They almost don’t survive the July Attacks.
The day passes in a haze of smoke, and heat, and gut clenching fear. When later asked to recall the events of the day, Bakugou will only be able to talk about individual moments, like the sound of the bombs detonating before the morning bell had rung; like running at villains with Deku by his side; like standing between Moonfish and a huddle of civilians and crouching down low like a threatened animal, smoke swirling around his fists.
Bakugou doesn’t remember sustaining the injury that eventually takes him out of the fight. He had been collecting injuries all day. He’s still not sure how he survived the day with all his teeth in place.
However, for years to come, he will clearly remember sitting in the ER.
The plastic chair is too small to contain all of him, some 6ft of teenage hero, cracked wrist-grenades abandoned by his boots. No one is there to treat him, too busy with the hundreds of injured civilians. He blinks blood out of his eyes, his ears ringing.
The muted TV in the corner of the waiting room plays a live feed of what’s happening throughout the city. Bakugou watches through drooping lids as they pan over half-destroyed buildings, showing his exhausted classmates hauling people out of the rubble.
Time passes. Bakugou forces himself to keep his eyes open. The TV is a continuous stream of destruction. They show cars cleaved in half, and tight-lipped reporters in front of a background of smoke, and then the shot changes—
And there’s Deku. He’s streaked with blood and soot, sweaty bangs plastered to his face, and he’s thrusting a fist into the air in triumph. He’s smiling.
It’s this moment that will stick out in his mind: the moment Deku defeats Shigaraki. The moment the country exhales in relief. The moment Deku takes his first real step as All Might’s successor in the eyes of the world. The moment Bakugou realises that things are changing.
Bakugou is given a hospital room, eventually. A trainee nurse spots him slumped in his seat, his eyes still focussed on the TV, and rushes over. She blushes, and bows, and apologises for not waiting on him hand on foot. Bakugou grunts. He doesn’t have the energy to tell her that he’s fine, and that if they were going to prioritise treating him over saving civilians’ lives then they would be making his entire job redundant. What would be the point in working his ass off as a hero if he let the people he’d just protected die because he wanted special treatment?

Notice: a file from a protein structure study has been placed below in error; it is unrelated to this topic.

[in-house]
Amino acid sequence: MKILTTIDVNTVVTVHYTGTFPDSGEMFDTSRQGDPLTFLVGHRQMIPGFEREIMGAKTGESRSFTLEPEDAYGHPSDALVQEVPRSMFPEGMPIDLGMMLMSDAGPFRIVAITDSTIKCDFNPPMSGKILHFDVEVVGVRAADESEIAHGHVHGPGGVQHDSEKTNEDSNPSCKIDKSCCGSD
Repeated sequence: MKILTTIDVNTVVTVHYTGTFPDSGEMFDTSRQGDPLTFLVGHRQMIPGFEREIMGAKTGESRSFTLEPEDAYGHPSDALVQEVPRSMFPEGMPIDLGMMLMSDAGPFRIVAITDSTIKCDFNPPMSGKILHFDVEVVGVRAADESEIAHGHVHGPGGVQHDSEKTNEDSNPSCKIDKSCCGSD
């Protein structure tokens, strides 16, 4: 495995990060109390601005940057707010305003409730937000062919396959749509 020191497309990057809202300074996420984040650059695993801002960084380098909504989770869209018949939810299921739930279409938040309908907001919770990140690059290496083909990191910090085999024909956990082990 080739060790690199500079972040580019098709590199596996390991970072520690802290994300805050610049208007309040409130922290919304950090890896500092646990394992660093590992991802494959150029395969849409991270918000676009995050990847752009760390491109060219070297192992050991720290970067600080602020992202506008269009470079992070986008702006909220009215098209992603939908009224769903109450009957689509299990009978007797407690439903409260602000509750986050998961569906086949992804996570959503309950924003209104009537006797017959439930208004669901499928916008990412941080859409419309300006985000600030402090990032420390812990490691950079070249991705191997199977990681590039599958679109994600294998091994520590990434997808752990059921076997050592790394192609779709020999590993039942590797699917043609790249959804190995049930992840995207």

A more experienced nurse intercepts them. She doesn’t gush over Bakugou like the trainee does, but she does purse her lips and find him a private room. When he wakes up in two days time, groggy and exhausted, he’ll have a decision to make: what kind of hero does he want to be?
Bakugou is on his way back from picking up ingredients for dinner. There’s a park near their apartment building, usually populated by kids. Kirishima often says he likes the atmosphere it gives off. It makes their area feel suburban, even though they live less than fifteen minutes from the city centre.
Today, though, there aren’t little kids running around the playground. Instead, there’s a group of kids surrounding a boy curled up on the ground, protecting his head. The kids are using their quirks. The boy is not.
The sun catches in the boy’s curls, turning it seaweed green, highlighting the bloody scrape along one cheek, and for a moment, all Bakugou can see is Deku, laid out on the grass, quirkless and trembling, his skin still smoking from the force of Bakugou’s explosions.
Bakugou drops his groceries. Vegetables spill over the sidewalk. He’s yelling before he registers exactly what’s happening, his legs moving on their own.
“Hey, get the fuck away from him!”
The kids look up, see Bakugou charging at them, and bolt in the opposite direction. Bakugou wants to chase after them and teach the little scumbags a lesson, but the boy is closer. He sees Bakugou and screams, scrambling back on all fours.
Bakugou stops, extinguishing the explosions popping against his palms.
“Hey,” Bakugou says in the tone he reserves for spooked civilians, “it’s okay. They’re gone.”
The boy peeks up at Bakugou from beneath his lashes. “I don’t have any money.”
“I don’t want your shitty lunch money.” The kid looks even more worried now, like the only two things someone might want of him is money or pain. Bakugou scrubs a hand through his hair, suddenly feeling out of his depth. “I’m not going to hurt you. I wanted to beat up those other brats, sure, but not you.”
“They were hurting you. It pissed me off.”
The kid looks down at the patchy grass. He’s no longer braced to bolt if Bakugou gets too close, but he still won’t look him in the eye.
“They were just playing a bit rough,” the kid mumbles. “Quirks are like that.”